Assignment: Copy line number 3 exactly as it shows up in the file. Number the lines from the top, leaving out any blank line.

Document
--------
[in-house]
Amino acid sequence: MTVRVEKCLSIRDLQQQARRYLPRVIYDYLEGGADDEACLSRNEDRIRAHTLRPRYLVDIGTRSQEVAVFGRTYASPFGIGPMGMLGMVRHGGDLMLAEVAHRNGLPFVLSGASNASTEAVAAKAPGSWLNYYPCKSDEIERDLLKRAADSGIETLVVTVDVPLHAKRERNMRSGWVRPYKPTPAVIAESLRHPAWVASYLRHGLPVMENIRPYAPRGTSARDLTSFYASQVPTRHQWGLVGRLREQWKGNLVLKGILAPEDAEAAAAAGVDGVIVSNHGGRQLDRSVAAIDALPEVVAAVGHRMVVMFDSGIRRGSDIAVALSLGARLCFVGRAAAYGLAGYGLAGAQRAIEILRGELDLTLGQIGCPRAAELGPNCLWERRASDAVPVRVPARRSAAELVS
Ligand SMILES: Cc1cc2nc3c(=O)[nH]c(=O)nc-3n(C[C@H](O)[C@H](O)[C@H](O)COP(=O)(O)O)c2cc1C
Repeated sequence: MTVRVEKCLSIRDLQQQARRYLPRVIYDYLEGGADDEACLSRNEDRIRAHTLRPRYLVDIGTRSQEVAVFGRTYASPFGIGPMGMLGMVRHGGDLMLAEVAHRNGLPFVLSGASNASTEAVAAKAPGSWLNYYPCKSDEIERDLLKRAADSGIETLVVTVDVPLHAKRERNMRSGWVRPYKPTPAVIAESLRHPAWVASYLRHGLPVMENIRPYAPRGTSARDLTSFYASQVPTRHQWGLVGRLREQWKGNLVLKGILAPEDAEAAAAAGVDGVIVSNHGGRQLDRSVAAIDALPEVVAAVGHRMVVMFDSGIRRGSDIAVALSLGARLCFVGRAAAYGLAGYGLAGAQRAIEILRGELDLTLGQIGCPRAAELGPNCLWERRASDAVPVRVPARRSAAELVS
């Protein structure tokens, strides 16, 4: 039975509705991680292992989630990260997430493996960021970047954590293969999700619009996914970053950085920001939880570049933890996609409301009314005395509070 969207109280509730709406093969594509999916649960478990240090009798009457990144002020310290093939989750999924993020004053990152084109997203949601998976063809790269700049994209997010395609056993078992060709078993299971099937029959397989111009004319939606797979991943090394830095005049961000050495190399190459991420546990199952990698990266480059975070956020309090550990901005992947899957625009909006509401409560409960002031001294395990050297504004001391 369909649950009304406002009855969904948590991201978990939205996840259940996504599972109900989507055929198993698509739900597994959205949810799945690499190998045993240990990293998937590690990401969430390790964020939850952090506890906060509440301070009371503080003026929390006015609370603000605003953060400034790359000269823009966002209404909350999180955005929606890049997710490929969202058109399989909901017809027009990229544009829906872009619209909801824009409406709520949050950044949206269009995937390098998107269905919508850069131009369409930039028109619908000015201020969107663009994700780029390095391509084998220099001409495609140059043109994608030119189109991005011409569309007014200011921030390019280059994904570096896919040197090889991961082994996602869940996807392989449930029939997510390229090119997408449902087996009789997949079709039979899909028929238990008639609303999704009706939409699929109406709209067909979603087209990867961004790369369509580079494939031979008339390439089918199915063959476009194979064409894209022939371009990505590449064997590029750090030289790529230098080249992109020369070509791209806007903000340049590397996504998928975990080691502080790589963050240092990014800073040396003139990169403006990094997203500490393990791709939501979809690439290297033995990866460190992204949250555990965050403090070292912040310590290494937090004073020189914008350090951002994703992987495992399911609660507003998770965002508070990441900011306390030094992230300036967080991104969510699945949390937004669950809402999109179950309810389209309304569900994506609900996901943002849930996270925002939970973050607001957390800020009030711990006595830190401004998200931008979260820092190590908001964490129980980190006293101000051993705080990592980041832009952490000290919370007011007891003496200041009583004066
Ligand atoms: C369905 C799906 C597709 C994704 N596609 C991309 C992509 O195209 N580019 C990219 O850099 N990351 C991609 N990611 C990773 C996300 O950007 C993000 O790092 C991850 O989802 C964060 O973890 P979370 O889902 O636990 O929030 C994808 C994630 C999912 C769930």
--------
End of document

Ligand SMILES: Cc1cc2nc3c(=O)[nH]c(=O)nc-3n(C[C@H](O)[C@H](O)[C@H](O)COP(=O)(O)O)c2cc1C